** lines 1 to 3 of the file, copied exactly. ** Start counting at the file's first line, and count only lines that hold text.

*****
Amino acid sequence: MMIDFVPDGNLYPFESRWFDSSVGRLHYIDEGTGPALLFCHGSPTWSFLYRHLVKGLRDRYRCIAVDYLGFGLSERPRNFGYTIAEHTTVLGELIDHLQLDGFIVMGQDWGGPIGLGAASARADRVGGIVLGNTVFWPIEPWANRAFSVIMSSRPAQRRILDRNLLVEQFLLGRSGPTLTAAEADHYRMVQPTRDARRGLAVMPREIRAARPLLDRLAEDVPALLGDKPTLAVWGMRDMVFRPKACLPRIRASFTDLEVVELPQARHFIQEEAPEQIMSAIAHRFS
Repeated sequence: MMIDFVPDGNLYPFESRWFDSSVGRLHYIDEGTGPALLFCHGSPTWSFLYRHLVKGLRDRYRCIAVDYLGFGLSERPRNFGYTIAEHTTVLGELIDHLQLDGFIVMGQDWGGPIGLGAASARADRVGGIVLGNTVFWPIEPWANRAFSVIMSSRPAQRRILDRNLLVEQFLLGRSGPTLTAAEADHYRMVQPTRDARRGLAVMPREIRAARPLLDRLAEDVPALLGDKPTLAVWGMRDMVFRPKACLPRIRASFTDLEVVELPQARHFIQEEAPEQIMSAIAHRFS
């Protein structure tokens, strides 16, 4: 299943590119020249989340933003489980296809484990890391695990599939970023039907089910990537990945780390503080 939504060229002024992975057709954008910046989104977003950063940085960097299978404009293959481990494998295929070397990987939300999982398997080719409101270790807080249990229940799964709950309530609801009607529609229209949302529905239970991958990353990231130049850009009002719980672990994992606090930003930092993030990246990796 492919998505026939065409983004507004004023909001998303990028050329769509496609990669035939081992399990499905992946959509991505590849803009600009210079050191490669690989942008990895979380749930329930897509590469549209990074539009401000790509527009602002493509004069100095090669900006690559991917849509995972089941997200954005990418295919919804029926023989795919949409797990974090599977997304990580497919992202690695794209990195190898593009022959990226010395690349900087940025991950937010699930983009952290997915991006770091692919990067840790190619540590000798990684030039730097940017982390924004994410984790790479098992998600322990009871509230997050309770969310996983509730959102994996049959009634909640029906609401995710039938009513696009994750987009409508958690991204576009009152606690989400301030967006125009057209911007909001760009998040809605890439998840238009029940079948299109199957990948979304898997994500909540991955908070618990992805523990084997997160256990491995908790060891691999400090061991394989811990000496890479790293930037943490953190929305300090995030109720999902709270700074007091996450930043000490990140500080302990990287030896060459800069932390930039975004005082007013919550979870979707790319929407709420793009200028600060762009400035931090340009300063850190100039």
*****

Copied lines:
Amino acid sequence: MMIDFVPDGNLYPFESRWFDSSVGRLHYIDEGTGPALLFCHGSPTWSFLYRHLVKGLRDRYRCIAVDYLGFGLSERPRNFGYTIAEHTTVLGELIDHLQLDGFIVMGQDWGGPIGLGAASARADRVGGIVLGNTVFWPIEPWANRAFSVIMSSRPAQRRILDRNLLVEQFLLGRSGPTLTAAEADHYRMVQPTRDARRGLAVMPREIRAARPLLDRLAEDVPALLGDKPTLAVWGMRDMVFRPKACLPRIRASFTDLEVVELPQARHFIQEEAPEQIMSAIAHRFS
Repeated sequence: MMIDFVPDGNLYPFESRWFDSSVGRLHYIDEGTGPALLFCHGSPTWSFLYRHLVKGLRDRYRCIAVDYLGFGLSERPRNFGYTIAEHTTVLGELIDHLQLDGFIVMGQDWGGPIGLGAASARADRVGGIVLGNTVFWPIEPWANRAFSVIMSSRPAQRRILDRNLLVEQFLLGRSGPTLTAAEADHYRMVQPTRDARRGLAVMPREIRAARPLLDRLAEDVPALLGDKPTLAVWGMRDMVFRPKACLPRIRASFTDLEVVELPQARHFIQEEAPEQIMSAIAHRFS
């Protein structure tokens, strides 16, 4: 299943590119020249989340933003489980296809484990890391695990599939970023039907089910990537990945780390503080 939504060229002024992975057709954008910046989104977003950063940085960097299978404009293959481990494998295929070397990987939300999982398997080719409101270790807080249990229940799964709950309530609801009607529609229209949302529905239970991958990353990231130049850009009002719980672990994992606090930003930092993030990246990796 492919998505026939065409983004507004004023909001998303990028050329769509496609990669035939081992399990499905992946959509991505590849803009600009210079050191490669690989942008990895979380749930329930897509590469549209990074539009401000790509527009602002493509004069100095090669900006690559991917849509995972089941997200954005990418295919919804029926023989795919949409797990974090599977997304990580497919992202690695794209990195190898593009022959990226010395690349900087940025991950937010699930983009952290997915991006770091692919990067840790190619540590000798990684030039730097940017982390924004994410984790790479098992998600322990009871509230997050309770969310996983509730959102994996049959009634909640029906609401995710039938009513696009994750987009409508958690991204576009009152606690989400301030967006125009057209911007909001760009998040809605890439998840238009029940079948299109199957990948979304898997994500909540991955908070618990992805523990084997997160256990491995908790060891691999400090061991394989811990000496890479790293930037943490953190929305300090995030109720999902709270700074007091996450930043000490990140500080302990990287030896060459800069932390930039975004005082007013919550979870979707790319929407709420793009200028600060762009400035931090340009300063850190100039």